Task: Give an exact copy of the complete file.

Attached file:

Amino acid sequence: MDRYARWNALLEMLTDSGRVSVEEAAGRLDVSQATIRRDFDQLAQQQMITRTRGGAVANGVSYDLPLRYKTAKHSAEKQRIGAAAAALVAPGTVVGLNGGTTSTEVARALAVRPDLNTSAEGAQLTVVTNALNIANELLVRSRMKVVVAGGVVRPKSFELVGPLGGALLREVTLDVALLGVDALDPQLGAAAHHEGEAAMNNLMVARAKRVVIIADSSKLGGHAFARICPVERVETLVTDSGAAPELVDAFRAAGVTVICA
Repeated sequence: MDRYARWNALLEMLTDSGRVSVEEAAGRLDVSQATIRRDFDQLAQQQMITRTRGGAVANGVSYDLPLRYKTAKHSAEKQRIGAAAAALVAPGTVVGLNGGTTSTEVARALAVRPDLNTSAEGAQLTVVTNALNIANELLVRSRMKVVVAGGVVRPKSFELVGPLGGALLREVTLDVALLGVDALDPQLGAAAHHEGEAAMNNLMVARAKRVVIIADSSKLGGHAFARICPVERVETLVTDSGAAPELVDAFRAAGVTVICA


Amino acid sequence: MDRYARWNALLEMLTDSGRVSVEEAAGRLDVSQATIRRDFDQLAQQQMITRTRGGAVANGVSYDLPLRYKTAKHSAEKQRIGAAAAALVAPGTVVGLNGGTTSTEVARALAVRPDLNTSAEGAQLTVVTNALNIANELLVRSRMKVVVAGGVVRPKSFELVGPLGGALLREVTLDVALLGVDALDPQLGAAAHHEGEAAMNNLMVARAKRVVIIADSSKLGGHAFARICPVERVETLVTDSGAAPELVDAFRAAGVTVICA
Repeated sequence: MDRYARWNALLEMLTDSGRVSVEEAAGRLDVSQATIRRDFDQLAQQQMITRTRGGAVANGVSYDLPLRYKTAKHSAEKQRIGAAAAALVAPGTVVGLNGGTTSTEVARALAVRPDLNTSAEGAQLTVVTNALNIANELLVRSRMKVVVAGGVVRPKSFELVGPLGGALLREVTLDVALLGVDALDPQLGAAAHHEGEAAMNNLMVARAKRVVIIADSSKLGGHAFARICPVERVETLVTDSGAAPELVDAFRAAGVTVICA